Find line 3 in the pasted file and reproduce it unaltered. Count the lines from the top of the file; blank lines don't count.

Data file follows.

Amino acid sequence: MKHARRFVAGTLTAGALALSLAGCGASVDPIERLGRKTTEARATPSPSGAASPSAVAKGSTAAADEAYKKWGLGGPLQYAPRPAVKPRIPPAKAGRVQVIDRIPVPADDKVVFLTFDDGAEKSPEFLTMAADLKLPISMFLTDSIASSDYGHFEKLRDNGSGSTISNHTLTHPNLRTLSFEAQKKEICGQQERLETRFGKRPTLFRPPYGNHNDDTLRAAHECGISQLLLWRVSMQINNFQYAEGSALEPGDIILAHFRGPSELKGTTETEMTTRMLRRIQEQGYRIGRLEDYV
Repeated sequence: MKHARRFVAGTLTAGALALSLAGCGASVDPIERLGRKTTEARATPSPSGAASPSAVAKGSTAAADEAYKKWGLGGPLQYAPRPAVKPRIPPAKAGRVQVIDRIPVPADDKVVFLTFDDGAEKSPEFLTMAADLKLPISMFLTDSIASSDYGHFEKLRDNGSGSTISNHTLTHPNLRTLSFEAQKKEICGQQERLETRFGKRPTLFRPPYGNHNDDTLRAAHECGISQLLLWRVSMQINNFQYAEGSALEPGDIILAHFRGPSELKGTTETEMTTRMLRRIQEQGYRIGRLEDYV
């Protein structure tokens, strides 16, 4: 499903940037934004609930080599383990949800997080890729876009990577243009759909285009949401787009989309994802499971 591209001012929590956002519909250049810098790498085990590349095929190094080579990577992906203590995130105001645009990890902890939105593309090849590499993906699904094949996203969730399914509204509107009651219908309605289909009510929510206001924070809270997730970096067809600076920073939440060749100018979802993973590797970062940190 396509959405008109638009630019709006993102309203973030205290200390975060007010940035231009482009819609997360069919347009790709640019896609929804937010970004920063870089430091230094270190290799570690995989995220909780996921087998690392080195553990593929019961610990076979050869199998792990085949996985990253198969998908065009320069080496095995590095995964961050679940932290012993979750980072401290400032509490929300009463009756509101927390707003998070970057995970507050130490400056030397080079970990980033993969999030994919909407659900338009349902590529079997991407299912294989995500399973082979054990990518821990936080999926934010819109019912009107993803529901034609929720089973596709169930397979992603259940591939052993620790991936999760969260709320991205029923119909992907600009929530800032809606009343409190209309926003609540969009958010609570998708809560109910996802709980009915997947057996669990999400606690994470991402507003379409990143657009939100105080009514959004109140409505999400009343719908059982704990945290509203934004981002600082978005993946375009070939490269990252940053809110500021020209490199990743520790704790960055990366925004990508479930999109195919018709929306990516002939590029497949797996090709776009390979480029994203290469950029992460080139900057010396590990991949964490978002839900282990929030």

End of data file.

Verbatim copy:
């Protein structure tokens, strides 16, 4: 499903940037934004609930080599383990949800997080890729876009990577243009759909285009949401787009989309994802499971 591209001012929590956002519909250049810098790498085990590349095929190094080579990577992906203590995130105001645009990890902890939105593309090849590499993906699904094949996203969730399914509204509107009651219908309605289909009510929510206001924070809270997730970096067809600076920073939440060749100018979802993973590797970062940190 396509959405008109638009630019709006993102309203973030205290200390975060007010940035231009482009819609997360069919347009790709640019896609929804937010970004920063870089430091230094270190290799570690995989995220909780996921087998690392080195553990593929019961610990076979050869199998792990085949996985990253198969998908065009320069080496095995590095995964961050679940932290012993979750980072401290400032509490929300009463009756509101927390707003998070970057995970507050130490400056030397080079970990980033993969999030994919909407659900338009349902590529079997991407299912294989995500399973082979054990990518821990936080999926934010819109019912009107993803529901034609929720089973596709169930397979992603259940591939052993620790991936999760969260709320991205029923119909992907600009929530800032809606009343409190209309926003609540969009958010609570998708809560109910996802709980009915997947057996669990999400606690994470991402507003379409990143657009939100105080009514959004109140409505999400009343719908059982704990945290509203934004981002600082978005993946375009070939490269990252940053809110500021020209490199990743520790704790960055990366925004990508479930999109195919018709929306990516002939590029497949797996090709776009390979480029994203290469950029992460080139900057010396590990991949964490978002839900282990929030």